CORRAL (UK Colonial Registers and Royal Navy Logbooks)
a project funded by the Joint Information Systems Committee
What are we doing?
CORRAL is an imaging and digitising project funded by JISC (Joint Information Systems Committee) whose website can be found at http://www.jisc.ac.uk/. The project began on 1st October 2008 and is funded until 30th September 2009 during this time its principal objective is to image ship’s logbooks of particular historic and scientific value, and to digitise the meteorological observations in those logbooks. The logs of Robert Fitzroy (captain of HMS Beagle during Charles Darwin’s epic voyage around the World) offer a good example. The logbooks of ships on voyages of scientific discovery and exploration are held in the National Archives at Kew, Surrey (http://www.nationalarchives.gov.uk/) and are stored under catalogue heading ADM55.
Such documents record, first hand, the daily activities and weather that these intrepid explorers encountered on their voyages. As such they stand not only as records of national and historical importance, they are also a unique source of climatic information from those distant years and at a time when the scientific community need to know as much as possible concerning future and past climatic change they are a unique source of valuable data and information. CORRAL has now imaged nearly 300 logbooks producing some 40,000 catalogued images giving access to every page of these remarkable documents. This rich fund of original material is now freely available on our partner site at http://badc.nerc.ac.uk/data/corral/index.html. CORRAL are also in the process of abstracting data from these documents to create an accessible database in which the valuable climatic information can also be made available to researchers and those with a more general interest in the weather and the climate of distant places in years now long past.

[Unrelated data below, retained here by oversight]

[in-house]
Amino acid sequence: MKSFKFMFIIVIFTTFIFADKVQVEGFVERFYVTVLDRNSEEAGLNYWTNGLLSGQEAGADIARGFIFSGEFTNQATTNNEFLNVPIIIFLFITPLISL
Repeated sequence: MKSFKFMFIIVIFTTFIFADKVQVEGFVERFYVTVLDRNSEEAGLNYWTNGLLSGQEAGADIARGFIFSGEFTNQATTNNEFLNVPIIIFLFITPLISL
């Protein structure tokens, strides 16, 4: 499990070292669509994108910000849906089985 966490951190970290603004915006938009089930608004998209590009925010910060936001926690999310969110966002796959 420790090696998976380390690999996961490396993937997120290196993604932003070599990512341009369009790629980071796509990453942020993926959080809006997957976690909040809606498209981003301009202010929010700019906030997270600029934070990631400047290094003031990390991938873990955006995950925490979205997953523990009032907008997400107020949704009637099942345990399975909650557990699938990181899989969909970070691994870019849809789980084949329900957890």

In this connection the project is also concerned to obtain climatological data from other sources, in particular the observations made during the nineteenth century at lighthouses in areas such as the Caribbean and the remote areas of the South Atlantic at St. Helena. The records are held in the UK National Meteorological Archive in Exeter.
To find out more about the logbooks of sailing ships from past ages, go to the page on this website where we explain some of the advantages they offer to climate researchers.